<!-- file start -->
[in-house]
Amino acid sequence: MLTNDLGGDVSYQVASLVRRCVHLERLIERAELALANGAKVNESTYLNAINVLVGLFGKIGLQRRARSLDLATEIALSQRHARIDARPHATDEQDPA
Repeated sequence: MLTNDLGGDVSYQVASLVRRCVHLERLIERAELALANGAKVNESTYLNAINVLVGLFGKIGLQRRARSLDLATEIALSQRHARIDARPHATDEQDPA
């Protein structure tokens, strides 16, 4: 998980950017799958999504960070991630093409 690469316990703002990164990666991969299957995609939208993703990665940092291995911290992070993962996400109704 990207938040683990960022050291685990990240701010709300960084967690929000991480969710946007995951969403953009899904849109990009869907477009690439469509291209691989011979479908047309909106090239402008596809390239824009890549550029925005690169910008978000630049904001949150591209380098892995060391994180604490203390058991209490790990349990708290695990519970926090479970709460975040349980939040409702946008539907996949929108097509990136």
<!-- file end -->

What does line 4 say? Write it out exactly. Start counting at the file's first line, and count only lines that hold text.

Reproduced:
């Protein structure tokens, strides 16, 4: 998980950017799958999504960070991630093409 690469316990703002990164990666991969299957995609939208993703990665940092291995911290992070993962996400109704 990207938040683990960022050291685990990240701010709300960084967690929000991480969710946007995951969403953009899904849109990009869907477009690439469509291209691989011979479908047309909106090239402008596809390239824009890549550029925005690169910008978000630049904001949150591209380098892995060391994180604490203390058991209490790990349990708290695990519970926090479970709460975040349980939040409702946008539907996949929108097509990136």